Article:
Plant response strategies to stress and disturbance: the case of aquatic plants
The environmental factors controlling the establishment and development of plants in different ecosystems are of two types, stress and disturbance. The effects of stress or disturbance on aquatic systems are discussed in relation to the following questions:
Can we predict the state and rate of recolonization after a disturbance? What are the strategies of recolonization developed by plants? How high is the resilience of a disturbed system? Two theories, the intermediate disturbance hypothesis, and the patch dynamics concept proposed to predict the composition, structure and dynamics of plants due to physical-chemical factors, were tested on two scales, that of communities and that of species, within two alluvial floodplains (the Rhine and the Rhône systems in France).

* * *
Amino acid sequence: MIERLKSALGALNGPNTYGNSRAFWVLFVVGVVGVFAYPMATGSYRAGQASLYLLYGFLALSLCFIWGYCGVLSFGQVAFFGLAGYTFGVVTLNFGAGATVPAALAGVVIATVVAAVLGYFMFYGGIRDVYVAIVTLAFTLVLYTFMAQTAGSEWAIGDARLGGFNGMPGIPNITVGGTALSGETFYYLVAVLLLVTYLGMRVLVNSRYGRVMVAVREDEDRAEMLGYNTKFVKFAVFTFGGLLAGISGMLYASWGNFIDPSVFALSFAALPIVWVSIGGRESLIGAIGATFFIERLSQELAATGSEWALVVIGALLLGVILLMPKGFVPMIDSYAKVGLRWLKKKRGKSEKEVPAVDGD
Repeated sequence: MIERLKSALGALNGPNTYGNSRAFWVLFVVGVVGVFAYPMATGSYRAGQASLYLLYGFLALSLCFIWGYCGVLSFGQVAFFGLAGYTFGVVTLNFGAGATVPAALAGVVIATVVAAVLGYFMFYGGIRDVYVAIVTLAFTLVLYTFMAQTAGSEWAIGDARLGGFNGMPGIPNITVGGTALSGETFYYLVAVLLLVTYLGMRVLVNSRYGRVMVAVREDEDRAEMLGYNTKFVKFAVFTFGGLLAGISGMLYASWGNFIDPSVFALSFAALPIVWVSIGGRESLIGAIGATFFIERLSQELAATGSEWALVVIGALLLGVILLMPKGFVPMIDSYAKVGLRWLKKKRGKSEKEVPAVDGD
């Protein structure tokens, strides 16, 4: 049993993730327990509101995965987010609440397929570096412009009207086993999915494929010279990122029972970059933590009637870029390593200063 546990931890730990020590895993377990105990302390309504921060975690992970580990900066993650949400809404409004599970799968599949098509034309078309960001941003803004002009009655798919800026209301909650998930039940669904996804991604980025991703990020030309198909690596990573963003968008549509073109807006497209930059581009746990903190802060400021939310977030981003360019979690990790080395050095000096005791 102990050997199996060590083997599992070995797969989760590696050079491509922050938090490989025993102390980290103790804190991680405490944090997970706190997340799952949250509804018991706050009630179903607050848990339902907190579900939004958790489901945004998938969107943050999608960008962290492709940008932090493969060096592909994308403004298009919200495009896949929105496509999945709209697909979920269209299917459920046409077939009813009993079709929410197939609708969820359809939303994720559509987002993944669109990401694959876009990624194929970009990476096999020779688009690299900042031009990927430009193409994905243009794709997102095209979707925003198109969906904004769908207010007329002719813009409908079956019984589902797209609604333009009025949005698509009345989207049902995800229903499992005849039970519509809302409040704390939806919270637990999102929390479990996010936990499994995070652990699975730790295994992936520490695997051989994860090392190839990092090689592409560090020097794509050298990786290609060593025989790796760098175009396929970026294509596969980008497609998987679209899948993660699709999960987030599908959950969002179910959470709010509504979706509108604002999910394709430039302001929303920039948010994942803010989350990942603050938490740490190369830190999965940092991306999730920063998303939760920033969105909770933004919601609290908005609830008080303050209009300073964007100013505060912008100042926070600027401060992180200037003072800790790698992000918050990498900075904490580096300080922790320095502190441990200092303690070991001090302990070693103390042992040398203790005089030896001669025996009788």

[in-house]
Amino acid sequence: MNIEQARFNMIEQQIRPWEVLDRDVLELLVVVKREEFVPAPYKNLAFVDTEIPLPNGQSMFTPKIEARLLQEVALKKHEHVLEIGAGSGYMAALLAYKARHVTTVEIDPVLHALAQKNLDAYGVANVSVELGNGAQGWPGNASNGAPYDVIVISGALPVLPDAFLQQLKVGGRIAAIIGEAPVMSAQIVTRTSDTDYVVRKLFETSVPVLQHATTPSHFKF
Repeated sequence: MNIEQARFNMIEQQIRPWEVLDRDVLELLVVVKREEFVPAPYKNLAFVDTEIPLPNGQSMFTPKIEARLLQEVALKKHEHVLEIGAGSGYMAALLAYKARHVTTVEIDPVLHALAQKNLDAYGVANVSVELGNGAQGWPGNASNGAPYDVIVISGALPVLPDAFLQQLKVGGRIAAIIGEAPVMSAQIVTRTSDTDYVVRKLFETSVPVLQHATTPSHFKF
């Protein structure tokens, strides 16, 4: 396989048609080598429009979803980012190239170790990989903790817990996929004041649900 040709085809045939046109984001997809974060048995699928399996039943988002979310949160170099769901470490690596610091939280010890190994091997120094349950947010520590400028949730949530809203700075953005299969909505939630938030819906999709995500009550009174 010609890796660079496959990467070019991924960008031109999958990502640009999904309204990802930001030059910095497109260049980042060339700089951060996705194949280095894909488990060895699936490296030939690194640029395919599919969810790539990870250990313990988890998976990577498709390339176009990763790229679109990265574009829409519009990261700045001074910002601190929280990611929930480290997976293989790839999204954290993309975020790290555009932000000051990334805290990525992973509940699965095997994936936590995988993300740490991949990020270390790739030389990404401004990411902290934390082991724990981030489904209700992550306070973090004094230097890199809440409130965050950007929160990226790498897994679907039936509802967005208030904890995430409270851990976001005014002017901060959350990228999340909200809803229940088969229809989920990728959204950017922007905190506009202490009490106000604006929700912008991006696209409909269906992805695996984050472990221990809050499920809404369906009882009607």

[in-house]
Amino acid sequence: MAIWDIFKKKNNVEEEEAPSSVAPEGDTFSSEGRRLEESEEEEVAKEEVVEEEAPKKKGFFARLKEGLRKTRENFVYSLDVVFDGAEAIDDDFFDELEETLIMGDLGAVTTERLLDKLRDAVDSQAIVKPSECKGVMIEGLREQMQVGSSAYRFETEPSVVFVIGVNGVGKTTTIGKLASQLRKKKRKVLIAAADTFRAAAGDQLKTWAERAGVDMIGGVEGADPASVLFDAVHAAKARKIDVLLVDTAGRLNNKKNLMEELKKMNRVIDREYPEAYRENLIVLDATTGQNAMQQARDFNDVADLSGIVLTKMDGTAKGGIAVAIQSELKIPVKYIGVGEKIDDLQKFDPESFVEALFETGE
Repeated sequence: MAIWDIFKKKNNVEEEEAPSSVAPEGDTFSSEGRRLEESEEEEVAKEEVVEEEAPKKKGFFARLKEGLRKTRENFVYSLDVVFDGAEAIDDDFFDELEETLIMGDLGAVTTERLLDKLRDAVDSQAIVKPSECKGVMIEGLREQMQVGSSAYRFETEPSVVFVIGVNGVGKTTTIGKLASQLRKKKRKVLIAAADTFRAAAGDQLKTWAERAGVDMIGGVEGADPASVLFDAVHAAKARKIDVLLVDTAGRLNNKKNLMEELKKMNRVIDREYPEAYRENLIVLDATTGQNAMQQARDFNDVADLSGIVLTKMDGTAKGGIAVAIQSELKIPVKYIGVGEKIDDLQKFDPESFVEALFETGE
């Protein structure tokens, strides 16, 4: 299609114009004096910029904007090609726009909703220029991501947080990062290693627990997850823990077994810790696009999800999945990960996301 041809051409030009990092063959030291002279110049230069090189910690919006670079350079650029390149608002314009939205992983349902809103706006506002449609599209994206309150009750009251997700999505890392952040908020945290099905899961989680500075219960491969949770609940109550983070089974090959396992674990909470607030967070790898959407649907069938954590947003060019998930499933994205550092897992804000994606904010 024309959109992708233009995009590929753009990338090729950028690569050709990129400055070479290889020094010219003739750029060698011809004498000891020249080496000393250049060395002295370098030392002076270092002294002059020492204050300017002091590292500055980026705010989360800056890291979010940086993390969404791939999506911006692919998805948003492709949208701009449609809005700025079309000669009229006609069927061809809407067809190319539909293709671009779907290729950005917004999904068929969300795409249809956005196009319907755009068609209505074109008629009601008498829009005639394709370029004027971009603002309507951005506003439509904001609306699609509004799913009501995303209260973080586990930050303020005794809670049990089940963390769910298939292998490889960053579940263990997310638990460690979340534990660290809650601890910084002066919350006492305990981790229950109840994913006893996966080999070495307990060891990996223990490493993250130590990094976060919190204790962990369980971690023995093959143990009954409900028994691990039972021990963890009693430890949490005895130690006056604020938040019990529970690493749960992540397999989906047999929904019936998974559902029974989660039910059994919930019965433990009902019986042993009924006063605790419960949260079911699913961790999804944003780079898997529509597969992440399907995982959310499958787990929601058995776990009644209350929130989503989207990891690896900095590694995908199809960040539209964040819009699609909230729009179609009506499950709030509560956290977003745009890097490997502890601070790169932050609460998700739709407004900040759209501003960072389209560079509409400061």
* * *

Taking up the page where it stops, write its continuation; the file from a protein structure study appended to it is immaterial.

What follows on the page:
With regard to the change of community on a larger scale (i.e. the whole network of the cut-off channels in the floodplain), large gradients of connection and disturbance induce high diversities within communities. Moreover, the highest flood disturbance induces a higher species richness and the occurrence of a particular species. The change in species is analysed using biological traits (morphological, reproductive or physiological). In the floodplain of the river Rhône, the response of plants corresponds well to theory, i.e. that habitats with an intermediate disturbance are richer than more or less disturbed habitats. So we can predict, through the biological traits, the functioning of a habitat. The last remaining question is that of the resilience of the system, which can be discussed in terms of species competition and the risk of biological invasion after an opening of habitat.